Silencing Moscow’s optimistic voice Reply

TV Rain television studio in Moscow. Photos by Lori Perkovich.

TV Rain television studio in Moscow. Photos by Lori Perkovich.

In Moscow to study U.S.-Russia diplomatic relations, Lori Perkovich sought an internal perspective on the Kremlin’s use of media to influence both Russian citizens and the international community. Her report:

 

As I began researching the independent channel TV Dozhd (Телеканал ДОЖДЬ), aka TV Rain/the Optimistic Channel, which first aired in 2010, I found what appeared to be a string of attempts to force Dozhd out of business. This beleaguered station was two weeks away from losing its offices, almost out of money and attempting to put out fires. Yet, the deputy editor-in-chief, Tikhon Dzyadko, agreed to meet with me during the middle of a crisis, even though I was not a journalist from a large publication and was mainly looking for information for my scholarly research.

Russia has never been known as a supportive place for freedom of the press. In fact, it is known for repression of the media, murders of journalists such as Anna Politkovskaya, and manipulating stories to spread disinformation through state television and other allegedly independent outlets. Russia ranked 148th out of 179 countries in the press freedom index in 2013.

Numerous editors of independent media outlets have been fired in the past two years and websites such as Aleksei Navalny’s anti-corruption blog have been blocked. In December 2013, the 72-year-old national news agency RIA Novosti was dismantled and merged with Voice of Russia (State Radio) to create Rossiya Segodnya (Russia Today). In March 2014, Editor-in-Chief Galina Timchenko of Lenta, a popular Russian independent news website, was fired. She was replaced by Aleksei Goreslavsky, the former editor of known nationalistic website Vzglyad.

Dozhd seems always to have been a thorn in the Kremlin’s side because of its coverage of events such as 2011 and 2012 protests in Moscow and its ongoing coverage in Ukraine. At one point, Dozhd had more than 15 million viewers, but behind-the-scenes “harassment” tactics caused the systematic tearing away of its infrastructure — advertising, satellite and cable providers — and slowly forced the station out of Russian markets. As Russian journalist Masha Gessen wrote, Dozhd is experiencing “death by starvation.”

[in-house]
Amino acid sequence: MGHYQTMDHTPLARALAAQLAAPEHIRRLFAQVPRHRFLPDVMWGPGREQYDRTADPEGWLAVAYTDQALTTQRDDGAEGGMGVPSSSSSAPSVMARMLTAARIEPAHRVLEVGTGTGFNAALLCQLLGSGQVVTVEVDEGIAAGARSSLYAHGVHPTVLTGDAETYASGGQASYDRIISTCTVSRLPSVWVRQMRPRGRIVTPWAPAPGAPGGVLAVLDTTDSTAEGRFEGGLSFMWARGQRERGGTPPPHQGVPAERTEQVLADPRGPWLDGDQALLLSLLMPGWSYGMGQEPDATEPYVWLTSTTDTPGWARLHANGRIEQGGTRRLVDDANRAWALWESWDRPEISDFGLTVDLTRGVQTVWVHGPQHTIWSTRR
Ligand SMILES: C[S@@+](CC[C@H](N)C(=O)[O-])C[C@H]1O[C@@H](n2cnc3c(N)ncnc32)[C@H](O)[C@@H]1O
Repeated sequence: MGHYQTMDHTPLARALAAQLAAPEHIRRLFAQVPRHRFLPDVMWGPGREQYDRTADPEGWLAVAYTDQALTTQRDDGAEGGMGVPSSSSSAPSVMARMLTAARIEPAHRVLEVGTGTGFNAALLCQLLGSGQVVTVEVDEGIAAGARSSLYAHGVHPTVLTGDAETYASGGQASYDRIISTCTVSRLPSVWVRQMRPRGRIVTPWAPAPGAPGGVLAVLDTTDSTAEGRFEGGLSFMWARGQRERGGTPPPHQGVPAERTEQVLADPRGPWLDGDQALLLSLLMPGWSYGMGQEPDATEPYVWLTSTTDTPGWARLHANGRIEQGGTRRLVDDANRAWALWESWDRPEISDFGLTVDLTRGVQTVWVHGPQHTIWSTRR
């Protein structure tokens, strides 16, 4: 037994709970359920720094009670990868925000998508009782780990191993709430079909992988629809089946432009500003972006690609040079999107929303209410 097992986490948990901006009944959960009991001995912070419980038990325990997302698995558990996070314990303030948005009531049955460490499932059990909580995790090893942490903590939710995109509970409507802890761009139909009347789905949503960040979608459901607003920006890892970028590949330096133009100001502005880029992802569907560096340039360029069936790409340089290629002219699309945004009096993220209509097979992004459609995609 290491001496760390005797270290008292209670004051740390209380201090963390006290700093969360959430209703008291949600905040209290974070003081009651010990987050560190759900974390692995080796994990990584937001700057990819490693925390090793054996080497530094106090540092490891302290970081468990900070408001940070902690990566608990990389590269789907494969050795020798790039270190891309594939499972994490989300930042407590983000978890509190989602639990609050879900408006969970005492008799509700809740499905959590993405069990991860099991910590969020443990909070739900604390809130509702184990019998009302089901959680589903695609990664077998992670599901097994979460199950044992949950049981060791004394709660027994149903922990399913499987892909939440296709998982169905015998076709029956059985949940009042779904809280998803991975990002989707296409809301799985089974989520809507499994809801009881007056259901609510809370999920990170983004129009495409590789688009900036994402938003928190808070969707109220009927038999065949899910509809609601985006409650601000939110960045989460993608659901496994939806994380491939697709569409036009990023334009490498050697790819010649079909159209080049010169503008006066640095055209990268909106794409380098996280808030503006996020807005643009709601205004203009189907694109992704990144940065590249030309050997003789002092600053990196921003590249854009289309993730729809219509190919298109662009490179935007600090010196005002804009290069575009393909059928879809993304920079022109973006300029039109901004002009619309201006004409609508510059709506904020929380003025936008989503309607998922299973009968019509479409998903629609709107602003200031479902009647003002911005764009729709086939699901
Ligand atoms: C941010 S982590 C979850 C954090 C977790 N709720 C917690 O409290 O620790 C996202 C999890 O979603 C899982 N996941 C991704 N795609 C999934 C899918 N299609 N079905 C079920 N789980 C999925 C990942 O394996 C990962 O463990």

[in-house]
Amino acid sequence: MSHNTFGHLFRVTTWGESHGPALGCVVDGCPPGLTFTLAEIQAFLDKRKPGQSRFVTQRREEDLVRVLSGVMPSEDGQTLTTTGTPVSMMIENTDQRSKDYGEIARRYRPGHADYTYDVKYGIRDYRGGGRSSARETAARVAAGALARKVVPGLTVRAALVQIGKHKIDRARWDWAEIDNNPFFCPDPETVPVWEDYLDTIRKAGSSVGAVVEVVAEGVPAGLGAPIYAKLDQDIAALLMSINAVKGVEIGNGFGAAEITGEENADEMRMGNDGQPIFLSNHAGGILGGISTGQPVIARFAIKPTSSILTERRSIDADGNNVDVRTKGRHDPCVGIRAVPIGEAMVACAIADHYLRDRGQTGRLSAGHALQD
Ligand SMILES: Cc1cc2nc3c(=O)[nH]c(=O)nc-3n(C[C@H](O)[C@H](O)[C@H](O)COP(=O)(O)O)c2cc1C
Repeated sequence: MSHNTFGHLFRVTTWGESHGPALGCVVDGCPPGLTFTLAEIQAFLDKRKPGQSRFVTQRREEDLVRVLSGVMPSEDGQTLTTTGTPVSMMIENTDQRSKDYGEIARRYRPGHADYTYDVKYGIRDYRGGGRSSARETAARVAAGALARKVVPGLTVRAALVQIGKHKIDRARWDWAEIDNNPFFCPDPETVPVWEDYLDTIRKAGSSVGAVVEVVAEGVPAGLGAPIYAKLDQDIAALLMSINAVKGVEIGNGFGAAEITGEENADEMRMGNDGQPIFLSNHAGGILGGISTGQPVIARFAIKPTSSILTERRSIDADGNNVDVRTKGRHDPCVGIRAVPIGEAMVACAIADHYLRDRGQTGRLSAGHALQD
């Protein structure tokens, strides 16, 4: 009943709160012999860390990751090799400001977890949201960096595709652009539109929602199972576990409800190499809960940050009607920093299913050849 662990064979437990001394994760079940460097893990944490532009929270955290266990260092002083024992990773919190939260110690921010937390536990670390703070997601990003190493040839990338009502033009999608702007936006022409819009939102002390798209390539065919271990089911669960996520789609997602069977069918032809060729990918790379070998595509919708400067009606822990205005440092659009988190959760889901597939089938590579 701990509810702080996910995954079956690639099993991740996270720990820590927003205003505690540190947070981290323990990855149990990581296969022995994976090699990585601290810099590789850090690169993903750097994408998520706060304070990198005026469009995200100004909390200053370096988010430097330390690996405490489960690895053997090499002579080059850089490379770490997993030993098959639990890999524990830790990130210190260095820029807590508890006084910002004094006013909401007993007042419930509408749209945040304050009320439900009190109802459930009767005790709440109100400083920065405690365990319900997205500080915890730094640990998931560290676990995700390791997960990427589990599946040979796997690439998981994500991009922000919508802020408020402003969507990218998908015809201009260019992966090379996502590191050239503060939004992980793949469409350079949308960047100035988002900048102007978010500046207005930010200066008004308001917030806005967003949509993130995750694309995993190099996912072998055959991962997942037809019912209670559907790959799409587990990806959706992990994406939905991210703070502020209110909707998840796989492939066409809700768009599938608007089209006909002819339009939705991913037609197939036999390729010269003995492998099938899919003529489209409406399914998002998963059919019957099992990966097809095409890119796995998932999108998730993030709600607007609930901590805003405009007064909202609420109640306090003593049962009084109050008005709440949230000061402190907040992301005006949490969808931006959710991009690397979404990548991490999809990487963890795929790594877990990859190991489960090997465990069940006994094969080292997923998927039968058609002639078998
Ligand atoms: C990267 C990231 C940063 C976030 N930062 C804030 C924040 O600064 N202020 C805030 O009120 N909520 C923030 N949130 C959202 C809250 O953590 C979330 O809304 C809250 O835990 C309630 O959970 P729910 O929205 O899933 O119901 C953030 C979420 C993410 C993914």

In January 2014, the station ran a poll that appeared on the 70th anniversary of the siege of Leningrad by Nazi Germany’s forces (1941-1944). It asked viewers, “Should the city have been surrendered so that hundreds of thousands of lives could have been saved?” Most of the world would consider that a valid question; however, according to the International Federation of Journalists, numerous Russian media reports called it unethical. The station apologized and the poll was taken down, but this gave the Kremlin the leverage it needed. Several legislators from United Russia, the ruling party, called the poll “unpatriotic.” The national prosecutor, the Federal Communications Agency, and State Duma deputies opened investigations. St. Petersburg’s city legislature also asked Prosecutor General Yury Chaika to take action against the station. In a January 29 interview with Dozhd, presidential spokesman Dmitry Peskov said that it “crossed a moral-ethical red line” with its poll. Even with all of the obstacles strategically placed in their path, Dzyadko said, owners Alexander Vinokurov and Natalya Sindeyeva are determined to carry on.

This is where the divergence of opinion begins. In an interview conducted in June, Dzyadko said that the poll was merely the excuse the Kremlin needed to try to sway public opinion against the station. He explained that what they have been experiencing for the past five months is punishment for accurate coverage of stories such as Crimea.

The station’s main revenue source, satellite TV provider Tricolor TV, along with most of its cable providers announced that they would no longer carry the channel, reducing outreach by 80 percent, according to Sindeyeva. This relegated much of its Russian viewership to watching and reading content online and via Apple TV. According to Dzyadko, Dozhd’s main partnerships with cable providers have shifted outside of Russia to neighboring countries such as Latvia, Lithuania and Estonia.